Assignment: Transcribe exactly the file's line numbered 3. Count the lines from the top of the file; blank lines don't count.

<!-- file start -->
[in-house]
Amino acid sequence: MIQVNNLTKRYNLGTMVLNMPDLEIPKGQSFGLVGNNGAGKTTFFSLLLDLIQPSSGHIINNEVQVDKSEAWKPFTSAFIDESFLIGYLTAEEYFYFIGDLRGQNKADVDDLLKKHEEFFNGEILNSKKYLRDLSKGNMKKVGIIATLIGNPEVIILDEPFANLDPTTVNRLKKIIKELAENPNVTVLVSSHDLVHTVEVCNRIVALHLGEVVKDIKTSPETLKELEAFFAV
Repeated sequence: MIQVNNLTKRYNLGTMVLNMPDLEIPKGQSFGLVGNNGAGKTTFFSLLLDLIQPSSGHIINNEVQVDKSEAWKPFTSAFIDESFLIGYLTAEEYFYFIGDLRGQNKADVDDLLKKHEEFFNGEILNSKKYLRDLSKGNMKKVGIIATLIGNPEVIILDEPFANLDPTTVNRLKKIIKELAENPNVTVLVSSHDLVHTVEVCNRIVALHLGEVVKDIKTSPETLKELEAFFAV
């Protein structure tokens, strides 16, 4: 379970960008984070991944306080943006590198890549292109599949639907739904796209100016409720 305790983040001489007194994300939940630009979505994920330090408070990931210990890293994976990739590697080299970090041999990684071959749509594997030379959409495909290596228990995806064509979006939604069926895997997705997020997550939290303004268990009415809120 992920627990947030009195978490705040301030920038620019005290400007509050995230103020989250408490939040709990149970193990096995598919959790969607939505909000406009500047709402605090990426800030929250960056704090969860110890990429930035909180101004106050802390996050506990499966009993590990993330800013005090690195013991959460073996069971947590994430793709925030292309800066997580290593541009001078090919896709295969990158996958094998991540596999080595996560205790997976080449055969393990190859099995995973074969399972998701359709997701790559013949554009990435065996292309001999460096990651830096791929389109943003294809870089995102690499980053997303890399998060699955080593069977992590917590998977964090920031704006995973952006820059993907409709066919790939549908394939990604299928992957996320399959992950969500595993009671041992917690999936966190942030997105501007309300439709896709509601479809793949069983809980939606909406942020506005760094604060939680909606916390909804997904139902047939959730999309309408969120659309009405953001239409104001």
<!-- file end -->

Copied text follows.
Repeated sequence: MIQVNNLTKRYNLGTMVLNMPDLEIPKGQSFGLVGNNGAGKTTFFSLLLDLIQPSSGHIINNEVQVDKSEAWKPFTSAFIDESFLIGYLTAEEYFYFIGDLRGQNKADVDDLLKKHEEFFNGEILNSKKYLRDLSKGNMKKVGIIATLIGNPEVIILDEPFANLDPTTVNRLKKIIKELAENPNVTVLVSSHDLVHTVEVCNRIVALHLGEVVKDIKTSPETLKELEAFFAV